Freedom at Midnight was written by Larry Collins and Dominique Lapierre as a non-fiction work to document the Indian independence movement and partition into two states which culminated in the creation of an Independent India and a Muslim Pakistan in 1948. The book depicts the fury of both Hindus and Muslims by their communal leaders which resulted in countless deaths and relocation of massive numbers of people. It is hard to believe that it originated in the country that spawned the compassionate faith of Buddhism. I have had a continuous commercial engagement in the Indian oil industry for some thirty years. Therefore, it is a very special place to me ranging from the people and customs to the food and chaos in a country that will soon become the most populous in the world.
Our commercial journey began when we purchased control of an Australian oil and gas company that was considering investments in South Asia. We decided on two projects, one in the Muslim state of Bangladesh, formerly East Pakistan on the eastern side of India. The other project was a joint venture offshore development of an existing oil field of the Indian government which was in search of a partner to bring modern technology and expertise. As part of our due diligence of the Rava field in the Bay of Bengal, we took a small plane there from Madras in southern India. When we landed at the Rajahmindry Airport, it was clear there was not much development nor air traffic in that neighborhood though we did pay our respects to the Aerodrome Officer whose office is shown below.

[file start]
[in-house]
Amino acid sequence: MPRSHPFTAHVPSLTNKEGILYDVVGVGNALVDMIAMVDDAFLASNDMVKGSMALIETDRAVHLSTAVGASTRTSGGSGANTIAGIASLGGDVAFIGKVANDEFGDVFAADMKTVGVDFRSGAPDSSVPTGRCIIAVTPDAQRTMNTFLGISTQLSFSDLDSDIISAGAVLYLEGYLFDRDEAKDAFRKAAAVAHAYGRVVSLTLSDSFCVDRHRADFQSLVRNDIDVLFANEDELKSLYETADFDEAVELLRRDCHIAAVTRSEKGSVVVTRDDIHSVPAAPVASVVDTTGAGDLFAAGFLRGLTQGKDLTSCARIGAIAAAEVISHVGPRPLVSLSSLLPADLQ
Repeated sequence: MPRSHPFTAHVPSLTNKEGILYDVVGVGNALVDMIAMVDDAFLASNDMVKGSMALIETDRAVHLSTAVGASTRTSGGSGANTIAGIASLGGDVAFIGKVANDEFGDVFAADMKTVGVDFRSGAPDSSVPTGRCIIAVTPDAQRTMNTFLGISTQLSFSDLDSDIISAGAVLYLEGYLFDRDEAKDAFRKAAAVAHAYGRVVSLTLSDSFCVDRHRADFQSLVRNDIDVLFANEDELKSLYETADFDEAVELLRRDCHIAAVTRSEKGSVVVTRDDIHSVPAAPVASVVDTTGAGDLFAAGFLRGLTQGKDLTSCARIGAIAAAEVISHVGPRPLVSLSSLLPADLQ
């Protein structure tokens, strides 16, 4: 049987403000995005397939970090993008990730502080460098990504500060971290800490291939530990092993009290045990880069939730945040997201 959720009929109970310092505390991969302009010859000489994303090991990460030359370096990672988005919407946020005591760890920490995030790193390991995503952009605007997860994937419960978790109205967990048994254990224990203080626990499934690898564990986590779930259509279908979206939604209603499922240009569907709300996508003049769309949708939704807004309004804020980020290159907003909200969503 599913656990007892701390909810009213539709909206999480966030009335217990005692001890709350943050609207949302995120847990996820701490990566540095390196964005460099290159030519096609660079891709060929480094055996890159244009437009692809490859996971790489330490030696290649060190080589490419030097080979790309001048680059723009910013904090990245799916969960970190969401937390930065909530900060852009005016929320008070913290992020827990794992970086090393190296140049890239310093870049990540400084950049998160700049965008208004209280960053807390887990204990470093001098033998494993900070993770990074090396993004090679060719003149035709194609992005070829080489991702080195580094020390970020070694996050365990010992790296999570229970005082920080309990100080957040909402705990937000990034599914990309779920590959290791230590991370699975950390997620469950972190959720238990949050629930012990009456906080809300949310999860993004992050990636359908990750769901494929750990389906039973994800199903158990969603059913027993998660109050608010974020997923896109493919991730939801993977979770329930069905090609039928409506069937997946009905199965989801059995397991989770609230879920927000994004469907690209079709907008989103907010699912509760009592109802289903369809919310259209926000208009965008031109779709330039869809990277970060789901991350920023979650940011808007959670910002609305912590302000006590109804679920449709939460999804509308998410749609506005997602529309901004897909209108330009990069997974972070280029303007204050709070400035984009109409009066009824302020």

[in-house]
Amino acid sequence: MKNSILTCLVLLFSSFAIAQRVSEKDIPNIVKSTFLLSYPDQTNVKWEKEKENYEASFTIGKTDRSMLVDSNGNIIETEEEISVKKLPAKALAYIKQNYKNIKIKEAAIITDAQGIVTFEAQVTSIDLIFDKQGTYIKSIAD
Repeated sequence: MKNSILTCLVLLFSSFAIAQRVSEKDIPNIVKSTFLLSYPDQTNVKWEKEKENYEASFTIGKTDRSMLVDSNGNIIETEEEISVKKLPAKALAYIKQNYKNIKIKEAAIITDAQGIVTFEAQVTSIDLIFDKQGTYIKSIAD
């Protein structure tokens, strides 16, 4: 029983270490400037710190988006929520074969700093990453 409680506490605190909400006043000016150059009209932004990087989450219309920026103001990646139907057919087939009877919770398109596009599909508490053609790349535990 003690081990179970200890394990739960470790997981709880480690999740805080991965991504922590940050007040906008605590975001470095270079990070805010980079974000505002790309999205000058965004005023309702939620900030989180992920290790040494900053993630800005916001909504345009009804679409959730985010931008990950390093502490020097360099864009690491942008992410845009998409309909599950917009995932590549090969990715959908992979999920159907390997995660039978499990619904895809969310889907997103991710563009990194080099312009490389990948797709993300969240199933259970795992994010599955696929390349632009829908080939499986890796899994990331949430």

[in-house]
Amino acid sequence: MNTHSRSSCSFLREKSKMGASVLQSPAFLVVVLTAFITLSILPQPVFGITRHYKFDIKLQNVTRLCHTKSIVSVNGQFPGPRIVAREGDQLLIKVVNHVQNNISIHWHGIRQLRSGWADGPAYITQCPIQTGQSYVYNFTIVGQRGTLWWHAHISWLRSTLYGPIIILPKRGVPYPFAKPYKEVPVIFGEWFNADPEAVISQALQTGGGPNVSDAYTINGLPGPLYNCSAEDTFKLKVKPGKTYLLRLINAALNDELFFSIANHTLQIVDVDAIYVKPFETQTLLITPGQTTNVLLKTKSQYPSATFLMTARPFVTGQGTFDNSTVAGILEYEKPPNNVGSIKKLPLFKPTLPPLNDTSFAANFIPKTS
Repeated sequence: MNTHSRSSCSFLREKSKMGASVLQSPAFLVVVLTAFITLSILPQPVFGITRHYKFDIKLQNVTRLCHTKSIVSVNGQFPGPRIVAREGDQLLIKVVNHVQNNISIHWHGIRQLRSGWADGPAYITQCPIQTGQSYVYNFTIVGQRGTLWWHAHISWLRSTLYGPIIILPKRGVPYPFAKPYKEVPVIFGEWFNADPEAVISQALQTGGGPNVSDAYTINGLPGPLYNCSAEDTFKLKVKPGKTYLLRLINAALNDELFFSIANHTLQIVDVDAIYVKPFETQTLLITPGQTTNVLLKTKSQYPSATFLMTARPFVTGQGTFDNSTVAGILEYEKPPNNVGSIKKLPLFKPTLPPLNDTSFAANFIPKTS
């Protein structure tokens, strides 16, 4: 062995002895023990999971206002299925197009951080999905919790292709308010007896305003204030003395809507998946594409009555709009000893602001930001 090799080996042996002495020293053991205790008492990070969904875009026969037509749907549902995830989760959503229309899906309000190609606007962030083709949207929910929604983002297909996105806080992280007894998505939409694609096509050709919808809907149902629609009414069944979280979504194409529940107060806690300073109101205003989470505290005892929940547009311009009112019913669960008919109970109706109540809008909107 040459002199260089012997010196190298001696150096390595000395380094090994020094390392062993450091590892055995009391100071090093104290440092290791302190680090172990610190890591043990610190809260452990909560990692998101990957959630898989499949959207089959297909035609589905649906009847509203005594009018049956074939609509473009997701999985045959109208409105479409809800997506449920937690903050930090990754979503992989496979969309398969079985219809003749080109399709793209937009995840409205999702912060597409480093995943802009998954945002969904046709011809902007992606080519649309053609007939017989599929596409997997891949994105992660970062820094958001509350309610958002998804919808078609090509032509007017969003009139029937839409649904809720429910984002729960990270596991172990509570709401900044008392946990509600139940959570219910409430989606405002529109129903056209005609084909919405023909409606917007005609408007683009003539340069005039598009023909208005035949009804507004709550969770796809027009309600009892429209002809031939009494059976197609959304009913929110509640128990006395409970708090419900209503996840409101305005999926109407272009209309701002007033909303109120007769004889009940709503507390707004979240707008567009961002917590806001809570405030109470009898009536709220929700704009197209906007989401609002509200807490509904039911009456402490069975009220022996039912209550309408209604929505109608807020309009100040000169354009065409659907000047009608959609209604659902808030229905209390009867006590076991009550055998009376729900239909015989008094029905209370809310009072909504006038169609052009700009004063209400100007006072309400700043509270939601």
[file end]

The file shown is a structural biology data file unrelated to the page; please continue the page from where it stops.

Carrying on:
We were kitted out in hard hats, as shown in the image below, to tour the existing facilities which were pretty primitive. In fact, the staff was cooking a meal on the dirt floor in the dining room which gives you a sense of the hygiene and the health hazards in plain view. It was a marriage made in heaven as we believed we could treble the amount of oil that the Indians thought could be produced from the offshore field. Therefore, we went after it and that field has subsequently produced over 300 million barrels of oil, more than six times our original estimate making it a large oil field. There is an adage in our business that small fields get smaller and big fields get bigger. Over the years, we have all been surprised at the impact modern technology played in this success story.
Now, talk about sticking around for a long time. In 1996, we sold our Australian company to a Scottish company, which in turn, some years later listed their greatly enlarged Indian company in the Indian financial market, and ultimately sold their interests to a major Indian resource company. Throughout this journey of over three decades, as a director of each ensuing owner, I have gravitated up to the private Indian-owned holding entity headquartered in London. What can I say, I really like vegetarian Indian food and that is the standard menu at board meetings though I do bring my own chile peppers.
Clearly, there are cultural differences between the days of British rule and today. An element of fair play may be the first that comes to mind in that the Indian government enacted a retroactive tax regime to punish foreign companies that sell Indian owned entities for a profit. Vodaphone and Cairn Energy did so, were taxed, and have been contesting the retroactive tax in separate arbitration hearings. Both have been successful in their hearings at the Permanent Court of Arbitration in The Hague but the taxes withheld by the Indian government have not been refunded.